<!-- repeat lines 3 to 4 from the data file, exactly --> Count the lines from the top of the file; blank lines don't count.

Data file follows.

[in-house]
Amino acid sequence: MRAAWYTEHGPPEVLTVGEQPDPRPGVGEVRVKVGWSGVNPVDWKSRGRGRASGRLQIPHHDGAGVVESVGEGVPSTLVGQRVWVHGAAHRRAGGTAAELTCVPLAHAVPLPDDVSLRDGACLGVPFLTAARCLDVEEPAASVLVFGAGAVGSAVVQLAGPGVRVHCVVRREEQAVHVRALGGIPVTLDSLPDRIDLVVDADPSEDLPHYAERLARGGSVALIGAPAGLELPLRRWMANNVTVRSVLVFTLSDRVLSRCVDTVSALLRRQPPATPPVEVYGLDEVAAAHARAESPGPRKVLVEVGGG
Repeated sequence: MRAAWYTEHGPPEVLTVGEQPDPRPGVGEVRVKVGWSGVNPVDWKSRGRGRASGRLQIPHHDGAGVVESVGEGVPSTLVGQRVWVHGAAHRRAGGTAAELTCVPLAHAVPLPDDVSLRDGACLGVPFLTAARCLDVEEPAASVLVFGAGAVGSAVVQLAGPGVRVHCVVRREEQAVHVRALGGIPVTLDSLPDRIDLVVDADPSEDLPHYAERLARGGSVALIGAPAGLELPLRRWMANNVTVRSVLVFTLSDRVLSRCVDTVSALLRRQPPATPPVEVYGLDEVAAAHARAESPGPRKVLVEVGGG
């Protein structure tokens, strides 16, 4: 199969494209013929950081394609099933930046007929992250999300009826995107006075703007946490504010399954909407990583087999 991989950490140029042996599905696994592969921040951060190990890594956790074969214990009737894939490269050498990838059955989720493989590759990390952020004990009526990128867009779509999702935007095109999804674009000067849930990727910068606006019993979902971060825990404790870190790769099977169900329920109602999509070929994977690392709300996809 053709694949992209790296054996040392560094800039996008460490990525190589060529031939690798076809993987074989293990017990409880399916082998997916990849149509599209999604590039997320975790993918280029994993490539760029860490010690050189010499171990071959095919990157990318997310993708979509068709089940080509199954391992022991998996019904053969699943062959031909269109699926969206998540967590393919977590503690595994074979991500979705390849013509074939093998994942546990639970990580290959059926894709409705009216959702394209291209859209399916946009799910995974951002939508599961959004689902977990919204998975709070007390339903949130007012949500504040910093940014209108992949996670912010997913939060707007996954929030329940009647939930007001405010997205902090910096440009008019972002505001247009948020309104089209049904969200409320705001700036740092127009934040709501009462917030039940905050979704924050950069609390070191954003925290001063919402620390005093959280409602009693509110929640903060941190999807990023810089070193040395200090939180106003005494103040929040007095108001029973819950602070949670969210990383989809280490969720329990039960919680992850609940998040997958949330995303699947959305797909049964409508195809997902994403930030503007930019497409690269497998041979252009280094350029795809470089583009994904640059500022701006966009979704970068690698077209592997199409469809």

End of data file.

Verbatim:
Repeated sequence: MRAAWYTEHGPPEVLTVGEQPDPRPGVGEVRVKVGWSGVNPVDWKSRGRGRASGRLQIPHHDGAGVVESVGEGVPSTLVGQRVWVHGAAHRRAGGTAAELTCVPLAHAVPLPDDVSLRDGACLGVPFLTAARCLDVEEPAASVLVFGAGAVGSAVVQLAGPGVRVHCVVRREEQAVHVRALGGIPVTLDSLPDRIDLVVDADPSEDLPHYAERLARGGSVALIGAPAGLELPLRRWMANNVTVRSVLVFTLSDRVLSRCVDTVSALLRRQPPATPPVEVYGLDEVAAAHARAESPGPRKVLVEVGGG
């Protein structure tokens, strides 16, 4: 199969494209013929950081394609099933930046007929992250999300009826995107006075703007946490504010399954909407990583087999 991989950490140029042996599905696994592969921040951060190990890594956790074969214990009737894939490269050498990838059955989720493989590759990390952020004990009526990128867009779509999702935007095109999804674009000067849930990727910068606006019993979902971060825990404790870190790769099977169900329920109602999509070929994977690392709300996809 053709694949992209790296054996040392560094800039996008460490990525190589060529031939690798076809993987074989293990017990409880399916082998997916990849149509599209999604590039997320975790993918280029994993490539760029860490010690050189010499171990071959095919990157990318997310993708979509068709089940080509199954391992022991998996019904053969699943062959031909269109699926969206998540967590393919977590503690595994074979991500979705390849013509074939093998994942546990639970990580290959059926894709409705009216959702394209291209859209399916946009799910995974951002939508599961959004689902977990919204998975709070007390339903949130007012949500504040910093940014209108992949996670912010997913939060707007996954929030329940009647939930007001405010997205902090910096440009008019972002505001247009948020309104089209049904969200409320705001700036740092127009934040709501009462917030039940905050979704924050950069609390070191954003925290001063919402620390005093959280409602009693509110929640903060941190999807990023810089070193040395200090939180106003005494103040929040007095108001029973819950602070949670969210990383989809280490969720329990039960919680992850609940998040997958949330995303699947959305797909049964409508195809997902994403930030503007930019497409690269497998041979252009280094350029795809470089583009994904640059500022701006966009979704970068690698077209592997199409469809």